Cartron, M.L., Olsen, J.D., Sener, M., Jackson, P.J., Brindley, A.A., Qian, P., Dickman, M.J., Leggett, G.J., Schulten, K. and Hunter, C.N. (2014) Integration of energy and electron transfer processes in the photosynthetic membrane of Rhodobacter sphaeroides. Biochim Biophys Acta Bioenergetics 1837 1769-1780

Timpmann, K., Chenchiliyan, M., Jalviste, E., Timney, J.A., Hunter, C.N. and Freiberg, A. (2014) Efficiency of light harvesting in photosynthetic bacteria adapted to different levels of light. Biochim Biophys Acta 1837, 1835-1846.

Chi, S.C., Mothersole, D.J., Dilbeck, P., Niedzwiedzki, D.M., Zhang, H., Qian, P., Vasilev, C., Grayson, K.J., Jackson, P.J., Martin E.C., Li, Y., Holten, D. and Hunter, C.N. (2015) Assembly of functional photosystem complexes in Rhodobacter sphaeroides incorporating carotenoids from the spirilloxanthin pathway. Biochim. Biophys. Acta. 1847(2) 189-201.

Horibe, T., Qian, P. Hunter, C.N. and Hashimoto, H. (2015) Stark absorption spectroscopy on the carotenoids bound to B800-820 and B800-850 type LH2 Complexes from a purple photosynthetic bacterium, Phaeospirillum molischianum strain DSM120. Arch. Biochem. Biophys. 572, 158-166.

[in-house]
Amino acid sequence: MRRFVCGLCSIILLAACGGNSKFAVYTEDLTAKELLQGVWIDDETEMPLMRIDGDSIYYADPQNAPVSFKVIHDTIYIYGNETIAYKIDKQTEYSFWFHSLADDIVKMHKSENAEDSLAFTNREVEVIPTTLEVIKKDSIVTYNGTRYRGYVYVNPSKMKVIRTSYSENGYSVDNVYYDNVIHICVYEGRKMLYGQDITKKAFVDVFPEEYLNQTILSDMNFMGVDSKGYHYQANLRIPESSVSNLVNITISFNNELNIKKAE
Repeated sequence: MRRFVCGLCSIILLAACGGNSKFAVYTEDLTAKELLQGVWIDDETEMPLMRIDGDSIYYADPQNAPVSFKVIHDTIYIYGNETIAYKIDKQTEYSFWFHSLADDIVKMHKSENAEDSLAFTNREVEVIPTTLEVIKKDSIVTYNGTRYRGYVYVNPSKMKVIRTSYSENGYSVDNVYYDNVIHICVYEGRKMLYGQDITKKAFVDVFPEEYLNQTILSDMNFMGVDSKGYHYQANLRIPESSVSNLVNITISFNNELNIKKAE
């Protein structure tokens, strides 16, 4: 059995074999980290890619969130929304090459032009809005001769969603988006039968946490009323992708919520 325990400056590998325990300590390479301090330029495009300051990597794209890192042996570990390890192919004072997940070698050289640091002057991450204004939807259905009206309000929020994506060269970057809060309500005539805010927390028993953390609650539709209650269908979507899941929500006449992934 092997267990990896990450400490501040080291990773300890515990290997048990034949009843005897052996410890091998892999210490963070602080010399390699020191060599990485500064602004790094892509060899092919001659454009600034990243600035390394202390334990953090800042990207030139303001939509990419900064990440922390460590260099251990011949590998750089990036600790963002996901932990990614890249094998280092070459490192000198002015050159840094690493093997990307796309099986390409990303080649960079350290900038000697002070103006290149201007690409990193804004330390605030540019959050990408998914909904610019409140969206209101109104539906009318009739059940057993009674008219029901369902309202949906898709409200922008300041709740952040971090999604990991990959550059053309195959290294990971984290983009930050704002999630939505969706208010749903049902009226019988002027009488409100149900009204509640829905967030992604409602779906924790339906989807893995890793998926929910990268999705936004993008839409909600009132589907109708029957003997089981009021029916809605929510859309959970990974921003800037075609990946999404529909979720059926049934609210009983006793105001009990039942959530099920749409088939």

Niedzwiedzki, D.M., Dilbeck, P.L., Tang, Q., Mothersole, D.J., Martin E.C., Li, Y., Bocian, D.F., Holten, D. and Hunter, C.N. (2015) Functional characteristics of spirilloxanthin and longer-chain keto-bearing analogues in light-harvesting LH2 complexes from Rhodobacter sphaeroides with a genetically modified carotenoid bioynthesis pathway. Biochim Biophys Acta 1847, 640-655.

Dilbeck, P.L., Tang, Q., Mothersole, D.J., Martin, E.C., Hunter, C.N., Bocian, D.F., Holten, D and Niedzwiedzki, D. M. (2016) Quenching capabilities of long-chain carotenoids in light-harvesting-2 complexes from Rhodobacter sphaeroides with engineered carotenoid synthesis pathways. J. Phys Chem B 120, 5429-5443.

Dahlberg, P.D., Ting, T-C., Massey, S.C., Martin, E.C., Hunter, C.N. and Engel, G.S. (2016) Electronic structure and dynamics of higher-lying excited states in light harvesting complex 1 from Rhodobacter sphaeroides. J. Phys Chem A 120, 4124-4130.


Assembly and organisation of photosynthetic membranes